12. W. H. Su, K. Shi, Z. Liu, B. Wang, K. Reichard, and S. Yin, “A large-depth-of-field projected fringe profilometry using supercontinuum light illumination,” Opt. Express 13(3), 1025–1032 (2005). [CrossRef]   [PubMed]  

13. H. Liu, W. H. Su, K. Reichard, and S. Yin, “Calibration-based phase-shifting projected fringe profilometry for accurate absolute 3D surface profile measurement,” Opt. Commun. 216(1-3), 65–80 (2003). [CrossRef]  

14. W. H. Su, C. Y. Kuo, C. C. Wang, and C. F. Tu, “Projected fringe profilometry with multiple measurements to form an entire shape,” Opt. Express 16(6), 4069–4077 (2008). [CrossRef]   [PubMed]  

15. J. W. Goodman, Introduction to Fourier Optics (Roberts & Company, Englewood, Colorado, USA, 2005), Chap. 5.

16. B. E. A. Saleh and K. Lu, “Theory and design of the liquid crystal TV as an optical spatial phase modulator,” Opt. Eng. 29(3), 240–245 (1990). [CrossRef]  

17. E. Zappa and G. Busca, “Comparison of eight unwrapping algorithms applied to Fourier-transform profilometry,” Opt. Lasers Eng. 46(2), 106–116 (2008). [CrossRef]  

18. L. B. Jackson, Digital Filters and Signal Processing (Toppan, 1996), Chap. 6.

References

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  • |

  1. E. R. Dowski and W. T. Cathey, “Extended depth of field through wave-front coding,” Appl. Opt. 34(11), 1859–1866 (1995).
    [CrossRef] [PubMed]
  2. S. Bradburn, W. T. Cathey, and E. R. Dowski, “Realizations of focus invariance in optical-digital systems with wave-front coding,” Appl. Opt. 36(35), 9157–9166 (1997).
    [CrossRef]
  3. S. C. Tucker, W. T. Cathey, and E. R. Dowski., “Extended depth of field and aberration control for inexpensive digital microscope systems,” Opt. Express 4(11), 467–474 (1999).
    [CrossRef] [PubMed]
  4. K. Kubala, E. Dowski, and W. T. Cathey, “Reducing complexity in computational imaging systems,” Opt. Express 11(18), 2102–2108 (2003).
    [CrossRef] [PubMed]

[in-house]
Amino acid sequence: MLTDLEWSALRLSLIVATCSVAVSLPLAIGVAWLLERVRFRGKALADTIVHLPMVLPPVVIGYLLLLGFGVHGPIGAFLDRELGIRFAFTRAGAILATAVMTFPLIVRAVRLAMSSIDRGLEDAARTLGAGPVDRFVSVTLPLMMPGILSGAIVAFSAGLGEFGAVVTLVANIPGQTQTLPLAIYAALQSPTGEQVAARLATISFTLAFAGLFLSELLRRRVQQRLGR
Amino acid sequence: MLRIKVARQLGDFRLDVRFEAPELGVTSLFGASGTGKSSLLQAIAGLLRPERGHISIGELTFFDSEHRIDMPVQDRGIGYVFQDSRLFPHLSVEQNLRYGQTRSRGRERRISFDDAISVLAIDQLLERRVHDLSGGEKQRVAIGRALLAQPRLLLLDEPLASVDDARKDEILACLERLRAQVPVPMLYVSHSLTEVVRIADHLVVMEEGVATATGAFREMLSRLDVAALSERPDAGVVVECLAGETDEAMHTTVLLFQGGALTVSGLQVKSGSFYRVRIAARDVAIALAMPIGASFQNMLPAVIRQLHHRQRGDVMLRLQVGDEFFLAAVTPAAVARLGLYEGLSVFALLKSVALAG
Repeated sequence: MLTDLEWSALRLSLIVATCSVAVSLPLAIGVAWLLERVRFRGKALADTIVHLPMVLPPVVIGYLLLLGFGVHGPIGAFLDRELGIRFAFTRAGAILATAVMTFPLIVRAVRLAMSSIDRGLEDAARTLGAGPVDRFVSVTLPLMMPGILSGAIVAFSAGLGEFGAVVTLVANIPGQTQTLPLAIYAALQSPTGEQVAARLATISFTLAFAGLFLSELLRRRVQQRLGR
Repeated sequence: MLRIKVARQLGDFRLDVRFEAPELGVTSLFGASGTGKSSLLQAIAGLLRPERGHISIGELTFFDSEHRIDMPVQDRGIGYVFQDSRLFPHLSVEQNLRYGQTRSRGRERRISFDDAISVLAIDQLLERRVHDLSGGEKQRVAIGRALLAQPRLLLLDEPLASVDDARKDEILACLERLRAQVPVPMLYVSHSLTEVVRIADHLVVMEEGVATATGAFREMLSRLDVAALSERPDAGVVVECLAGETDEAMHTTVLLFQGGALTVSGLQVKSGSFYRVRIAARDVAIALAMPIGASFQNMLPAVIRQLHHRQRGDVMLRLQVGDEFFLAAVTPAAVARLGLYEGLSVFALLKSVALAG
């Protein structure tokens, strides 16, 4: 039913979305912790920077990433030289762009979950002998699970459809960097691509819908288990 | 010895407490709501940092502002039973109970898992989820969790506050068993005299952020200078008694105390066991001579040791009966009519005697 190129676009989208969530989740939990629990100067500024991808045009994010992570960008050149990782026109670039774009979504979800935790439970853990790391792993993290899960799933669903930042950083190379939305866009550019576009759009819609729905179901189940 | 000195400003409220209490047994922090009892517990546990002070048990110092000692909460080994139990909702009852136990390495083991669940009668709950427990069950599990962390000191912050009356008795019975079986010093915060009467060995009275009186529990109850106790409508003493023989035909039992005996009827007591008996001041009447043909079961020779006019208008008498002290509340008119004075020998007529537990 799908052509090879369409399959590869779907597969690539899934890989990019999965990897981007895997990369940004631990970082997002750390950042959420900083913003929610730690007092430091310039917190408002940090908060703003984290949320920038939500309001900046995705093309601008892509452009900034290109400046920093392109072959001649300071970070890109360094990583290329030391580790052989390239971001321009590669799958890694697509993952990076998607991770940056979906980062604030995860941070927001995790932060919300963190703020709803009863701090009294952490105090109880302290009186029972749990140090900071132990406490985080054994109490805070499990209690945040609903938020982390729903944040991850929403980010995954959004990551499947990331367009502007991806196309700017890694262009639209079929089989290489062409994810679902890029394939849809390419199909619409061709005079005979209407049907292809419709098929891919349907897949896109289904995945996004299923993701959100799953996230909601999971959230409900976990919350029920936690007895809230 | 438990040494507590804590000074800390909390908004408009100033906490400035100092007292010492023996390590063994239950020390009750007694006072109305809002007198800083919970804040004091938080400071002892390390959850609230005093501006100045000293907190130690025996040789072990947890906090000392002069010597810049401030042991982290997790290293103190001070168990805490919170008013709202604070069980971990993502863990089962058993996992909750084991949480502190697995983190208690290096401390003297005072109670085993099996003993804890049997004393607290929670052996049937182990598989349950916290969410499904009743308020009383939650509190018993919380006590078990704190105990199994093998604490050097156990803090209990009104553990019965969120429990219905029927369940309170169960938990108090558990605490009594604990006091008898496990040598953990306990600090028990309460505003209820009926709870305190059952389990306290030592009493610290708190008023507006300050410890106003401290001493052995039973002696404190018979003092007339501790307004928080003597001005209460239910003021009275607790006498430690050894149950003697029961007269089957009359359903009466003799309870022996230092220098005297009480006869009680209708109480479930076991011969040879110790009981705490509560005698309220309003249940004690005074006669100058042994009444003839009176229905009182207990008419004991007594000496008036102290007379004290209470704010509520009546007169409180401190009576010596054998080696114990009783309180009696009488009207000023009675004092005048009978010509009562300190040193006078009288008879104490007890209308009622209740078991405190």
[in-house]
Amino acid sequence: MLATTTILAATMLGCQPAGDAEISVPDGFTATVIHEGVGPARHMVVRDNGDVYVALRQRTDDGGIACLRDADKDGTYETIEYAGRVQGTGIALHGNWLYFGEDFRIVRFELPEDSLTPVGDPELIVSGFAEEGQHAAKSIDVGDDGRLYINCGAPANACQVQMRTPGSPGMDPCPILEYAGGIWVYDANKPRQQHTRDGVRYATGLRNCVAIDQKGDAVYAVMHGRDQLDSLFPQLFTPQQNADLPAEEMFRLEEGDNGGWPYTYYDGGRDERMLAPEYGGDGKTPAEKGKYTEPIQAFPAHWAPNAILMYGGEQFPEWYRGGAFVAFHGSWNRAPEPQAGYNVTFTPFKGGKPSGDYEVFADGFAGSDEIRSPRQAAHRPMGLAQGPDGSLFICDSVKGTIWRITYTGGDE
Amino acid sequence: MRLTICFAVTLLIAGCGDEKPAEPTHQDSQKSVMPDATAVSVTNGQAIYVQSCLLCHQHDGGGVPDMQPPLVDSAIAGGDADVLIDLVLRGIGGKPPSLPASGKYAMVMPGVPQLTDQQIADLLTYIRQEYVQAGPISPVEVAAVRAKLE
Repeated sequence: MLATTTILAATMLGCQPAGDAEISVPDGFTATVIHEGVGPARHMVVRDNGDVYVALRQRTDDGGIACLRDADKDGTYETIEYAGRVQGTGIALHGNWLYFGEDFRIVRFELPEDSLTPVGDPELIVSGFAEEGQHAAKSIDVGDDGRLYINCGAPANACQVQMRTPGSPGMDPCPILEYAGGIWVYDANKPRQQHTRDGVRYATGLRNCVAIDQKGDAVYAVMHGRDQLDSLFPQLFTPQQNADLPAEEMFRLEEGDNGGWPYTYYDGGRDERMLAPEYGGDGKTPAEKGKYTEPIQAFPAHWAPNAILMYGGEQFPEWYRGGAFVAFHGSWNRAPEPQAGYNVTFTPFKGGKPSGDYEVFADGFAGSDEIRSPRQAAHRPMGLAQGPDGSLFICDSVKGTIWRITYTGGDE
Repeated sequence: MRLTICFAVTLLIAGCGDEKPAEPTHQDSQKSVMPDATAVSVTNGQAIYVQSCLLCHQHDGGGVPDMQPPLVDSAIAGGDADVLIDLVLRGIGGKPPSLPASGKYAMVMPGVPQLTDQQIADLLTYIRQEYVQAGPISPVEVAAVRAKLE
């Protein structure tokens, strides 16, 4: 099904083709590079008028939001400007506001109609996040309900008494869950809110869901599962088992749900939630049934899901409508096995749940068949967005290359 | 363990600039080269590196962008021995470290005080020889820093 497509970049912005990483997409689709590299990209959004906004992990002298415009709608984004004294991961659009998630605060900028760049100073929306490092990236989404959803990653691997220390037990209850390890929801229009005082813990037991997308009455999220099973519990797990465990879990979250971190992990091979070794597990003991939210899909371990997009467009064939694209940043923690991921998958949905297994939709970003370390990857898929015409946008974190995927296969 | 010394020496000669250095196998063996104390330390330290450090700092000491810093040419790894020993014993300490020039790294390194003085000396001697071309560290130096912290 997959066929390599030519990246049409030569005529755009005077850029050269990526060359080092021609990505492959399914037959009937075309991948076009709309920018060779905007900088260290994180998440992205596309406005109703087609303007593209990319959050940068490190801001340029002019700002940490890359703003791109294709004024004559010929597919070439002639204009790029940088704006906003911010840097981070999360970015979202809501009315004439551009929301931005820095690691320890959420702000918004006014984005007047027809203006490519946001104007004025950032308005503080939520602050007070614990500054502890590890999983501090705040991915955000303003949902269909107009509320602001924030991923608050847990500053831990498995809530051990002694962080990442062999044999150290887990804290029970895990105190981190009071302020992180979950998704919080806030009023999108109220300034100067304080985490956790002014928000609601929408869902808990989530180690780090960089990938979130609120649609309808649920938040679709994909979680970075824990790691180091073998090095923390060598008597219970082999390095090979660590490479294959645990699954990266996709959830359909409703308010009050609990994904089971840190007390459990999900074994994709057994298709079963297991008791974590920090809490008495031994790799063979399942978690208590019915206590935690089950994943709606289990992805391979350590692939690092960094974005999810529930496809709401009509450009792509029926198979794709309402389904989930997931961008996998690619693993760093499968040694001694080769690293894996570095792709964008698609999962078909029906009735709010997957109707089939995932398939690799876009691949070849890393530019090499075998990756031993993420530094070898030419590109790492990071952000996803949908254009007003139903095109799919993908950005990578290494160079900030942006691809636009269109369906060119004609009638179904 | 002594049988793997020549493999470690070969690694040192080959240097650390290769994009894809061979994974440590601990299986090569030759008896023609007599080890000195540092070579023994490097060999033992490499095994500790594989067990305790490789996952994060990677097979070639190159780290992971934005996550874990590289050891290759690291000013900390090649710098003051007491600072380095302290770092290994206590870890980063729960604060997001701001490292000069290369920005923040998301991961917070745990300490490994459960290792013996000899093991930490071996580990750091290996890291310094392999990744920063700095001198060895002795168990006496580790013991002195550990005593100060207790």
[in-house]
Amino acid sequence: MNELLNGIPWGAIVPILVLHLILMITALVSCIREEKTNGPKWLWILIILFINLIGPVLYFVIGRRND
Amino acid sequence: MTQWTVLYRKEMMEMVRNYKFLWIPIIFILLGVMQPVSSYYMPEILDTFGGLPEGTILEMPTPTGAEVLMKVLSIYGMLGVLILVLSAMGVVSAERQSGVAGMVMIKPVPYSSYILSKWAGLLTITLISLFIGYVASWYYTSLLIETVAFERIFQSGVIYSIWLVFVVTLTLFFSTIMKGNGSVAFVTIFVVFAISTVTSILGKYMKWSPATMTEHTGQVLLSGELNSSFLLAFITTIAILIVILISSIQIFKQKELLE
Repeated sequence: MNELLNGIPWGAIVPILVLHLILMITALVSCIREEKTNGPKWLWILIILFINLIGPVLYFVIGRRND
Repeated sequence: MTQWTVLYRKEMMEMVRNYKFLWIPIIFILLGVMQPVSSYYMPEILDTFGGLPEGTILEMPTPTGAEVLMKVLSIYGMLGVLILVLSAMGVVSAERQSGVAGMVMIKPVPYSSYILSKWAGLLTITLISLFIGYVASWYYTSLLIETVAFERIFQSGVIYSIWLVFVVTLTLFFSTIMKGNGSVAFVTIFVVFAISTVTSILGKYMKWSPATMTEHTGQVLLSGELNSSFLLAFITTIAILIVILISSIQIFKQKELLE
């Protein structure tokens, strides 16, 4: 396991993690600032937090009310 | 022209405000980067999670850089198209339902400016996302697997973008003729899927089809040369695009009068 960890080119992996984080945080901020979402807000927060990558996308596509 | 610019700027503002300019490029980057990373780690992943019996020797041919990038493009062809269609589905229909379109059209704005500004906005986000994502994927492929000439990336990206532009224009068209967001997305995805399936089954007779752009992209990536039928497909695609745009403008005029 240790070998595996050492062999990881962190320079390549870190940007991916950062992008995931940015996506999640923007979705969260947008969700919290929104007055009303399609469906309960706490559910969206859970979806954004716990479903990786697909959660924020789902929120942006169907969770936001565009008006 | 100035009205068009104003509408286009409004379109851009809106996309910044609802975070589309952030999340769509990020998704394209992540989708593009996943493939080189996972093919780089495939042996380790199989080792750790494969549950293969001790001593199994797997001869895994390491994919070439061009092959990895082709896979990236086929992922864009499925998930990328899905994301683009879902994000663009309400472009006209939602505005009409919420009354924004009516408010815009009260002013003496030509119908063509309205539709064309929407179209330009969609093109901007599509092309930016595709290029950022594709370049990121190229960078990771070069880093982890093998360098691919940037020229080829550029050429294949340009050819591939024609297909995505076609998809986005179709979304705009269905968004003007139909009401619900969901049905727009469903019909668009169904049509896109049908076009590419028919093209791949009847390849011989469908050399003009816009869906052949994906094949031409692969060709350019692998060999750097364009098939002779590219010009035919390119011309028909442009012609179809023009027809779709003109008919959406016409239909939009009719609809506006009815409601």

5. M. Mino and Y. Okano, “Improvement in the OTF of a defocused optical system through the use of shaded apertures,” Appl. Opt. 10(10), 2219–2225 (1971).
    [CrossRef] [PubMed]
  6. G. Ha¨usler, “A method to increase the depth of focus by two step image processing,” Opt. Commun. 6(1), 38–42 (1972).
    [CrossRef]
  7. J. Ojeda-Castaneda and L. R. Berriel-Valdos, “Zone plate for arbitrarily high focal depth,” Appl. Opt. 29(7), 994–997 (1990).
    [CrossRef] [PubMed]
  8. D. Hong, K. Park, H. Cho, and M. Kim, “Flexible depth-of-field imaging system using a spatial light modulator,” Appl. Opt. 46(36), 8591–8599 (2007).
    [CrossRef] [PubMed]
  9. M. Takeda and K. Mutoh, “Fourier transform profilometry for the automatic measurement of 3-D object shapes,” Appl. Opt. 22(24), 3977–3982 (1983).
    [CrossRef] [PubMed]
  10. K. Körner, R. Windecker, M. Fleischer, and H. J. Tiziani, “One-grating projection for absolute three-dimensional profiling,” Opt. Eng. 40(8), 1653–1660 (2001).
    [CrossRef]
  11. R. Windecker, M. Fleischer, K. Körner, and H. J. Tiziani, “Testing micro devices with fringe projection and white-light interfeometry,” Opt. Lasers Eng. 36(2), 141–154 (2001).
    [CrossRef]
  12. W. H. Su, K. Shi, Z. Liu, B. Wang, K. Reichard, and S. Yin, “A large-depth-of-field projected fringe profilometry using supercontinuum light illumination,” Opt. Express 13(3), 1025–1032 (2005).
    [CrossRef] [PubMed]
  13. H. Liu, W. H. Su, K. Reichard, and S. Yin, “Calibration-based phase-shifting projected fringe profilometry for accurate absolute 3D surface profile measurement,” Opt. Commun. 216(1-3), 65–80 (2003).
    [CrossRef]
  14. W. H. Su, C. Y. Kuo, C. C. Wang, and C. F. Tu, “Projected fringe profilometry with multiple measurements to form an entire shape,” Opt. Express 16(6), 4069–4077 (2008).
    [CrossRef] [PubMed]
  15. J. W. Goodman, Introduction to Fourier Optics (Roberts & Company, Englewood, Colorado, USA, 2005), Chap. 5.
  16. B. E. A. Saleh and K. Lu, “Theory and design of the liquid crystal TV as an optical spatial phase modulator,” Opt. Eng. 29(3), 240–245 (1990).
    [CrossRef]
  17. E. Zappa and G. Busca, “Comparison of eight unwrapping algorithms applied to Fourier-transform profilometry,” Opt. Lasers Eng. 46(2), 106–116 (2008).
    [CrossRef]
  18. L. B. Jackson, Digital Filters and Signal Processing (Toppan, 1996), Chap. 6.

2008 (2)

W. H. Su, C. Y. Kuo, C. C. Wang, and C. F. Tu, “Projected fringe profilometry with multiple measurements to form an entire shape,” Opt. Express 16(6), 4069–4077 (2008).
[CrossRef] [PubMed]

E. Zappa and G. Busca, “Comparison of eight unwrapping algorithms applied to Fourier-transform profilometry,” Opt. Lasers Eng. 46(2), 106–116 (2008).
[CrossRef]

2007 (1)

2005 (1)

2003 (2)